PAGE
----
“The way we manage our farms and agricultural landscapes is important for ensuring production of pollinated-food crops, which provide about one-third of our calories and far higher proportions of critical micronutrients,” said study senior author Claire Kremen, professor at the University of California, Berkeley’s Department of Environmental Science, Policy and Management. “This result provides strong support for the importance of biologically diversified, organic farming systems in ensuring sustainable food systems.”
Many of the study’s authors, including Kremen, also co-authored a study published March 1 in Science that found that fruit and vegetable production increased when wild pollinators – as opposed to domesticated honeybees – were more abundant.
“That study showed that wild bees helped crop yield, and this study shows that organic crops in a diversified farming system help wild bees,” said Kremen.
Christina Kennedy, senior scientist at The Nature Conservancy, is the study’s lead author.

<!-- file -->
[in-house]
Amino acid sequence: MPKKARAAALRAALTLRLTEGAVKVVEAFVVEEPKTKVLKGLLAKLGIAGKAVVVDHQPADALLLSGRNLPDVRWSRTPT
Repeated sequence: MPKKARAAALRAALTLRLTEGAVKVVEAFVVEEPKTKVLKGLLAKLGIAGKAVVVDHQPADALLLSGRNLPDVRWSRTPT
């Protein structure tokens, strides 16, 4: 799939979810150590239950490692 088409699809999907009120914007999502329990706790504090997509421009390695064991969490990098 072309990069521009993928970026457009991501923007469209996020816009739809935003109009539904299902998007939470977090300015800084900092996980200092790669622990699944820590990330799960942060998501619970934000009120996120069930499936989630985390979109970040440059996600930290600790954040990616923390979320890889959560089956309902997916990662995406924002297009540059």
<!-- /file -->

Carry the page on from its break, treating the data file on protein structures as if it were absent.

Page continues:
- Wild Bees Are Good for Crops, But Crops Are Bad For Bees (NPR interview)
- Better Bees: Super Bees and Wild Bees (KQED Quest video)
- Wild bees make honey bees better pollinators (UC Berkeley press release)
Approximately every ten years, the research team at the Russell Ranch Sustainable Agriculture Facility at UC Davis gets the chance to dig deep into their research material to help answer questions about the long-term sustainability of agricultural systems.
With a steel probe attached to the back of a tractor, the team digs three meters deep to take soil samples at 432 different points around the 72-acre field. The initiative takes the team nearly a month to complete, and the information in each soil core can answer major research questions about the long-term effects of different farming methods on soil health and help inform year-round research efforts at the ranch.